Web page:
MCEM Original Practice MCQs No2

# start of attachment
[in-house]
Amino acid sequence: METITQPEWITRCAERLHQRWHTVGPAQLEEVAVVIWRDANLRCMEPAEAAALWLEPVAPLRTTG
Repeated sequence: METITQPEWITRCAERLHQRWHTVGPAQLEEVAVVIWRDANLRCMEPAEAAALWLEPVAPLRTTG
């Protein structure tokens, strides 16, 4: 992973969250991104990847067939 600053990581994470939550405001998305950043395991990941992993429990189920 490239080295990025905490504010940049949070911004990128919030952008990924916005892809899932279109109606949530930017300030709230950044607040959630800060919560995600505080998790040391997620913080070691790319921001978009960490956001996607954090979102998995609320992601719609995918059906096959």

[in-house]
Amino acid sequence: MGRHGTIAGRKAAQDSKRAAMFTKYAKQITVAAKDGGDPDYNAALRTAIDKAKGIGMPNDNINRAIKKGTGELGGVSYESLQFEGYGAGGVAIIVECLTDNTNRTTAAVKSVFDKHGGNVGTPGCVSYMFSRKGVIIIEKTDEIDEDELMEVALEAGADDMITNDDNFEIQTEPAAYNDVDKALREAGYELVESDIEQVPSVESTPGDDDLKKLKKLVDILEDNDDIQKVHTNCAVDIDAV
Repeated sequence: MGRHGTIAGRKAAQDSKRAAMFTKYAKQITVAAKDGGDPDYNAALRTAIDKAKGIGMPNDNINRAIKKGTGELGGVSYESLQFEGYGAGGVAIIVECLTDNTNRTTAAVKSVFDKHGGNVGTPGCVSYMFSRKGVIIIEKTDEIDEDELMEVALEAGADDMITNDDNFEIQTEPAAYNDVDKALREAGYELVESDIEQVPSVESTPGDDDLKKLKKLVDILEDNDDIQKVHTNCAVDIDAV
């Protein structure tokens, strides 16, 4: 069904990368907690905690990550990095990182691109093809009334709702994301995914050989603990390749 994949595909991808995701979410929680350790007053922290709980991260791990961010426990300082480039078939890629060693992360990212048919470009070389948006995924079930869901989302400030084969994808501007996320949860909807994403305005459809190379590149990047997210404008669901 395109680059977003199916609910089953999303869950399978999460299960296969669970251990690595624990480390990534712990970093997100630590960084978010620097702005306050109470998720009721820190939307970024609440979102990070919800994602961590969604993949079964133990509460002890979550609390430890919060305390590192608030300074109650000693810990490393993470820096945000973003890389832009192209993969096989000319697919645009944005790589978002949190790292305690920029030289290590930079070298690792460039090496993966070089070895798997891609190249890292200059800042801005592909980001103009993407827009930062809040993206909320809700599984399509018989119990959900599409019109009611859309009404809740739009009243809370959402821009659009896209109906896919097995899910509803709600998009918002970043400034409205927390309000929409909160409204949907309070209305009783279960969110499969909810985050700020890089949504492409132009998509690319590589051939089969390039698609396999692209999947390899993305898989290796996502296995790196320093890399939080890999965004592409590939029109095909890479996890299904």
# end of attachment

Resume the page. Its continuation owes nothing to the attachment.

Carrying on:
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  ©  2006 MCEM Part A - Original practice MCQs No.2 MCEM PART A - ORIGINAL PRACTICE MCQs No.2 1  Substances known to cause SIADH include  A. Tri-cyclic antidepressants B. Carbamazepine C. Demeclocycline D. Lithium 2  When considering a Biers block for regional anaesthesia  A. Raynaud's syndrome is a contraindication B. It is commonly used in children C. An appropriate local anaesthetic dose for most adults is 40mL of 1% plain prilocaine D. Requires the presence of at least two members of trained staff 3  Regarding ketamine for use for sedation and analgesia  A. It has analgesic, hypnotic and amnesic properties B. 500mg is an appropriate oral dose for adults C. It may precipitate hallucinations D. Ketamine crosses the placenta 4  Regarding P.falciparum  malaria  A. The incubation period is usually 7-14 days B. It is commonly the result of travel in the Indian subcontinent C. Lymphadenopathy is a common feature D. Chloroquine is the initial drug treatment of choice 5  When examining an arterial line waveform  A. It can be used to estimate cardiac output B. The slope of the upstroke of the wave reflects myocardial contractility (dP/dt) C. A low dicrotic notch is seen in hypovolaemic patients D. A fast sloping diastolic decay indicates vasoconstriction 6  Regarding fracture classifications  A. The Neer classification refers to distal radial fractures B. The Frykman classification refers to proximal humeral fractures C. The Schatzker classification refers to tibial plateau fractures D. Type II is the most common type of Salter-Harris fracture presentations 7  In the assessment of a limping child localising pain to the hip joint  A. Slipped upper femoral epiphysis is most common in the 3-10 year old age group B. Perthes disease affects boys more often than girls at a ratio of 4:1 C. Interruption of Shenton’s line is suggestive of a slipped upper femoral epiphysis D. Radiographic appearances are usually normal in transient synovitis  ©  2006 MCEM Part A - Original practice MCQs No.2 8  Regarding bleeding disorders  A. Von Willebrand’s disease involves factor VIII deficiency with coagulant activity and abnormal platelet function B. Haemophilia B involves a deficiency of factor VIII activity C. The INR, APTT and fibrinogen levels are all raised in disseminated intravascular coagulation (DIC) D. Severe haemorrhage due to a high INR on warfarin therapy may be treated with Beriplex and vitamin K 9  Diabetes insipidus may be caused by  A. Sheehan’s syndrome B. Toxoplasmosis C. Lithium D. Wegener’s granulomatosis 10  The following eponymous osteochondritis conditions are correctly matched to their respective bony sites  A. Freiberg’s disease………Tibial tuberosity B. Köhler’s disease…………Navicular C. Kienbock’s disease……..Scaphoid D. Perthes’ disease…………Femoral head 11  With regard to compartment syndrome  A. It may occur as a result of excessive alcohol intake B. Loss of distal arterial pulsation is an early sign C. The absence of myoglobinuria rules out rhabdomyolysis D. Fasciotomy is indicated if the difference between intra-compartmental and diastolic blood pressure is <30mmHg 12  Acute gout  A. Is associated with negatively birefringent crystals in joint aspirate B. Early radiological signs include punched out lesions in the periarticular bone C. Is treated with allopurinol and NSAIDs D. Most commonly affects the 1 st  MTP joint of the foot in men 13  In carbon monoxide (CO) poisoning  A. Elimination half-life of CO is around 4 hours when breathing 100% oxygen B. COHb levels correlate well with clinical features C. ‘Cherry-red’ skin colouring is an uncommon finding in severe poisoning D. Hyperbaric oxygen therapy is contraindicated in pregnancy 14  The following infectious diseases usually have an incubation period of 1 – 3 weeks  A. Diphtheria B. Mumps C. Hepatitis A D. Chickenpox  ©  2006 MCEM Part A - Original practice MCQs No.2 15  Acute iritis (acute uveitis)  A. Is commonly relapsing B. Slit lamp examination may reveal hypopyon C. Talbot’s test is positive when pain is increased in the affected eye by shining a light into the ‘good’ eye D. Reduced visual acuity, epiphoria and ‘floaters’ are common symptoms 16  Regarding traction apophysitis  A. Osgood-Schlatter’s disease is most commonly seen in boy aged over 15 years B. Johansson-Larsen’s disease affects the calcaneal attachment of the Achilles tendon C. Most settle completely with rest and NSAIDs D. The pathophysiology relates to inflammation of a tendon attachment to a fused apophysis 17  When obtaining intraosseous access  A. The proximal tibial site is located 2.5cm below the tibial tuberosity on the flat anteromedial surface B. Contraindications for intraosseous access include osteopetrosis C. Negative aspiration on insertion indicates incorrect positioning of the needle D. Other insertion sites include the distal femur – 3cm above the medial lower femoral condyle 18  Regarding needlestick injuries  A. Possible transmissible infective agents include Diptheria B. The risk of acquiring hepatitis B from a carrier is around 3-10% C. Transmission risk is increased with hollow needles more than with solid needles D. The risk of acquiring HIV from a carrier is related to the volume of injected material 19  Respiratory physiology  A. In zone 2 of the lung blood flow is determined by the difference between arterial and alveolar pressures (P a  > P  A   > P v ) B. Normal anatomical dead space in the adult is around 150mL C. The flow rate is high in relation to lung volume with flow-volume curves in obstructive pulmonary disease D. Bradykinin is unaffected by its passage through the pulmonary circulation 20  With regard to airway management in the emergency department  A. An uncuffed size 5 (5mm internal diameter) endotracheal tube is appropriate for a 4-year-old male. B. A size 4 laryngeal mask airway cuff should be inflated with a 50mL volume of air following correct positioning C. The best head and neck position for direct laryngoscopy is extension of the neck with maximal flexion at the occipito-atlantal joint D. Sellick’s manoeuvre is used to prevent aspiration when the patient is vomiting during attempted endotracheal intubation  ©  2006 MCEM Part A - Original practice MCQs No.2 21  Entonox  A. Is a gas mixture of 50% nitrous oxide and 50% air B. Its use is associated with significant hypotension C. Is an appropriate method of analgesia soon after scuba diving D. Is unsuitable for use in very cold conditions (under -6°C) 22  The following clinical features are more suggestive of acute epiglottitis than croup  A. Slow onset B. High fever >38.5°C C. Increased drooling of saliva D. Age over 5 years 23  Regarding the Mental Health Act (England and Wales, 1983)  A. Section 4 forms can be signed by any registered medical practitioner B. Emergency detention under Section 4 lasts for 48 hours C. Section 2 is used for emergency psychiatric assessment for a period of 28 days D. The mental health act applies in the emergency department 24  A prolonged QTc (rate corrected QT interval)  A. Can result from Quinidine therapy B. Occurs during sleep C. May predispose to ‘torsades de pointes’ D. Is seen in digoxin toxicity 25  Ranson’s severity criteria on admission for acute pancreatitis include  A. Glucose <11.0 mmol/L B. LDH >350 IU/L C. Amylase >2500 D. PaO 2  < 8kPa 26  Gelofusine 500mL contains  A. The same amount of sodium per litre as 0.9% saline B. Has a pH of 7.4 C. The average gelatine molecular weight is 60,000 D. The osmolarity is 284 mOsm/L 27  Regarding renal physiology  A. 80% of the blood plasma arriving at the nephron is filtered at the glomerulus B. Around two-thirds of the sodium contained in the glomerular filtrate is reabsorbed in the proximal tubule under normal conditions C. Plasma creatinine only starts to increase substantially when around 50% of renal function (GFR) has been lost D. Aminoglycosides are not excreted by the kidney 28  The standard childhood immunisation schedule includes  A. DTP, polio and Hib at 2,3 and 4 months B. DTP booster at 2 years C. BCG at 10-14 years D. MMR at 12-15 months